16. The interactive computer-based training course entitled “Basic security in the field: staff safety, health, and welfare” continues to be the most prevalent and efficient means of raising security awareness among individual United Nations and humanitarian staff. To date, it is estimated that more than 60,000 staff members have completed the training course along with an equal or greater number of staff from non-governmental and intergovernmental organizations. All United Nations personnel are required to complete the programme once every three years in order to maintain their security readiness status. The course, which is available on CD-ROM and on the web, will be revised to reflect new developments since its initial development in 2001. The upgrades will be available in all six official United Nations languages. A recent inter-agency security training working group (comprising the Department of Peacekeeping Operations, the Food and Agriculture Organization of the United Nations (FAO), the Office of the United Nations High Commissioner for Human Rights (OHCHR), the Office of Human Resources Management, the United Nations High Commissioner for Refugees (UNHCR), the United Nations Children’s Fund (UNICEF), the World Food Programme (WFP), the World Health Organization (WHO) and the Department of Safety and Security) recommended that the beginning of the recertification process for the mandatory learning course, normally scheduled to begin in 2006, be postponed to 2007 owing to the updating and revision of the course package.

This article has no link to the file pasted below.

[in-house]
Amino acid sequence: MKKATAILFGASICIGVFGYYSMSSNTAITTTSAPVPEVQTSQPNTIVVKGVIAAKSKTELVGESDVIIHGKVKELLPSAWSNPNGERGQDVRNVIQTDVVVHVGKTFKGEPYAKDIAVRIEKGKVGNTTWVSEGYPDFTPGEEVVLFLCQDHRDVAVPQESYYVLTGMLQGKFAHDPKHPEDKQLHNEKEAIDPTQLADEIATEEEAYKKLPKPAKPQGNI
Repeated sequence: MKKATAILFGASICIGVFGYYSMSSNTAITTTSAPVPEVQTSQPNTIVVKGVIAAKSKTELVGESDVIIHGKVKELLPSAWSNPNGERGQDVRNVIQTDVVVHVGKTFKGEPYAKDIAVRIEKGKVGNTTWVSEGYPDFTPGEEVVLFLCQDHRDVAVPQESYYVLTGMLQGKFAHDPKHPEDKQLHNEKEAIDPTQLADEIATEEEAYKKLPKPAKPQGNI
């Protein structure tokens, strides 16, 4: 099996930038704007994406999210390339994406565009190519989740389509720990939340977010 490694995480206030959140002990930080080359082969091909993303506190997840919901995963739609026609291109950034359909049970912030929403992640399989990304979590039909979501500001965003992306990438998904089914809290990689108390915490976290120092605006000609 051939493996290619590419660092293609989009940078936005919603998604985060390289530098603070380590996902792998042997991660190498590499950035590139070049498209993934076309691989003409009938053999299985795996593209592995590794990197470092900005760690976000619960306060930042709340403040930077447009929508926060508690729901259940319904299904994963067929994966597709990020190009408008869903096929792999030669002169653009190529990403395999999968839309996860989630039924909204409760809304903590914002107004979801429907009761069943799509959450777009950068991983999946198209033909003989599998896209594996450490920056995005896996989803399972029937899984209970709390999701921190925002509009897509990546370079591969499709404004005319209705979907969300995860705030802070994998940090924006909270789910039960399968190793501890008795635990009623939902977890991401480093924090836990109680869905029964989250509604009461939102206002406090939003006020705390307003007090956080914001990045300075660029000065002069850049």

17. A supplementary security training course for staff serving in high-risk duty stations, entitled “Advanced security in the field”, will be available in English and French by the end of 2005 and the remaining four languages in the first half of 2006.